Just in front was Ayrmer Cove with the grand total of 3 poeple on the beach. As we finished our sandwich we spotted a drone flying up and down the beach, out to the rocks then over to us. It was being flown by one of the beach party. We picked up our packs and raced down the path to chat to the pilot.
Ayrmer Cove. The three people are just tiny dots just below the green mound of grass on the left.
Some people may have found this situation a bit annoying – out for the day, enjoying the peace and quiet. However we love gadgets and photography in all forms so we were keen to to see whether we had been filmed and, if so, whether we could see the film. As it turned out the drone was being used by a young lad who hadn’t figured out how to film yet, which was a shame. His flying skills were impressive though. We chatted away to him and his mum and sister for several enjoyable minutes.
Back up onto the headland, on towards Challaborough. Is this a village or just a giant static caravan park? No need to stop here, the cafe was doing a roaring trade to those wanting chips, beer and wine. Large families, not all of them looking 1. Happy or 2. Healthy.
Not much further along we had a view of Bigbury on sea. What a gorgeous view it was too. There’s a island which is linked to the mainland by sand at low tide. Burgh Island. An Art Deco hotel stands proudly out there and people pay extraordinary amounts of money to stay. Check it out if you dare!
Burgh Island Hotel
We had no time to go across to visit the island, hotel or the Pilchard Inn we had a bit more walking to do.
On the outskirts of Bigbury on sea. Burgh Island in view.
Usually at this point or time of the afternoon Tim starts promising ice creams at the next available opportunity. I’m a bit of an ice cream fan and at the slightest mention of it I can think of nothing else!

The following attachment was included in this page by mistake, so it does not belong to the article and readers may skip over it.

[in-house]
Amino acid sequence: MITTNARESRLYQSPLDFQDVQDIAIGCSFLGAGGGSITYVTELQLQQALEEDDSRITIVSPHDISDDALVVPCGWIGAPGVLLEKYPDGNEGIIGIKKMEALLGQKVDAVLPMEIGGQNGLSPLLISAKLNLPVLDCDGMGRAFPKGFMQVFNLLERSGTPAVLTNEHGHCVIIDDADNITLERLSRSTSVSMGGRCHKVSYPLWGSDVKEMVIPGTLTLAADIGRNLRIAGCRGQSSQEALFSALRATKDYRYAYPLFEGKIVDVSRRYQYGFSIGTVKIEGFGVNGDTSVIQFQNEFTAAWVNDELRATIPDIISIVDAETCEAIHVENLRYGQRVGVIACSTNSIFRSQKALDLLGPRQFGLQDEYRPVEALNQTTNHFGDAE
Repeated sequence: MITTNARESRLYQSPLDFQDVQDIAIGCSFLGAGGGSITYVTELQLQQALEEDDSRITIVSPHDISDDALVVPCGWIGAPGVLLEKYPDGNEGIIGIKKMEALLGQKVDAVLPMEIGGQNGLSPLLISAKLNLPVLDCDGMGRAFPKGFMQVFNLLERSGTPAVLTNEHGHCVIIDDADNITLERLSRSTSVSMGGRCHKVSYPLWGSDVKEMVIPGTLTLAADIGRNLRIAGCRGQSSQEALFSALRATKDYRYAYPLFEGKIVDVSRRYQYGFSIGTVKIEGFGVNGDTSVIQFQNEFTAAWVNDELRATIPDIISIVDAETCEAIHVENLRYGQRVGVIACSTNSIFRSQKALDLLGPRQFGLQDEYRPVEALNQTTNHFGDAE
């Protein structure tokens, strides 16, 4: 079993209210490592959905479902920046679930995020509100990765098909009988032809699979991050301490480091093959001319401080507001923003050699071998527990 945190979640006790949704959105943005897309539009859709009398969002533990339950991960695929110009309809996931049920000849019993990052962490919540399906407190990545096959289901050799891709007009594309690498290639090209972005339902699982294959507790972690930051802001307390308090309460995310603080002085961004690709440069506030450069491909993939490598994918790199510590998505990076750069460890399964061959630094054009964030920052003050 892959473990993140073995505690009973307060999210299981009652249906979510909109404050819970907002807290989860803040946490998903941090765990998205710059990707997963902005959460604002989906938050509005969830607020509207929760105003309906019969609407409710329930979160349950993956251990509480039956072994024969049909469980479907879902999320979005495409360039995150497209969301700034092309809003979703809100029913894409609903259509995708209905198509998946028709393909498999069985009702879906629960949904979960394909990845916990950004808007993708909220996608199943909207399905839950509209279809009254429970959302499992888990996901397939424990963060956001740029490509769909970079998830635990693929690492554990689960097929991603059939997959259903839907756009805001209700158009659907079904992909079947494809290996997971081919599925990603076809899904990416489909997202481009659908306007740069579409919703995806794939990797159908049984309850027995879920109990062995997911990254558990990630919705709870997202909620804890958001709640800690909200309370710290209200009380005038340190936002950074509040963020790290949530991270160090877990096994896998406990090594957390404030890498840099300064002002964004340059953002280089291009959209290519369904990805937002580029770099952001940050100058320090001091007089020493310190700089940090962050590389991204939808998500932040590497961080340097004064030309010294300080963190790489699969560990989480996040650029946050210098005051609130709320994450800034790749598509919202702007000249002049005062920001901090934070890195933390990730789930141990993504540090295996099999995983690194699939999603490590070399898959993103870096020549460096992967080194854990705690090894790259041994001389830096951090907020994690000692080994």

Ice cream, Ice cream, Ice cream
Hurrah we made to the car park in front of the beach and lots of people were walking around with ice creams but could we find the cafe, no we couldn’t. We circled round and round like tearful lost children looking for their parents. Least that’s how it felt to me! If you ever visit remember that this car park has two levels and the cafe is on the lower level, completely out of sight from the road!
So, we found it and we were absolutely delighted. I can’t remember what flavour my ice cream was but it was one of the best. I have to recommend the Venus cafe, the staff were cheerful and courteous.
And, by the way, the toilets next door were pretty good too!
The Venus Cafe at Bigbury on Sea. One of the best.
All we had to do now was get ourselves to the car (up Folly Hill Road) then nip down to the Avon estuary and return to the car. That all sounds easy peasy doesn’t it.
Getting to the car was ok, up hill, but ok. We tip toed through the farm on the opposite side of the road – the ‘pea’ farmers farm. Then followed the path steeply down hill. It was a wonderful afternoon. Down and down it went until we reached the banks of the estuary to an area called Cockleridge.
It was low tide and everything was quite still.
Almost at the river.
The Cockleridge to Bantham Ferry runs on demand – so the sign says. Between 10:00 and 11:00 then 03:00 and 04:00. We sat and stared across the waterway. As with all the other walks I’ve described so far, we didn’t need the ferry, we were just following the path.
And we made it back to the car too.
Who could complain with the sort of day we’d had.
The Avon – on the way back up to the car.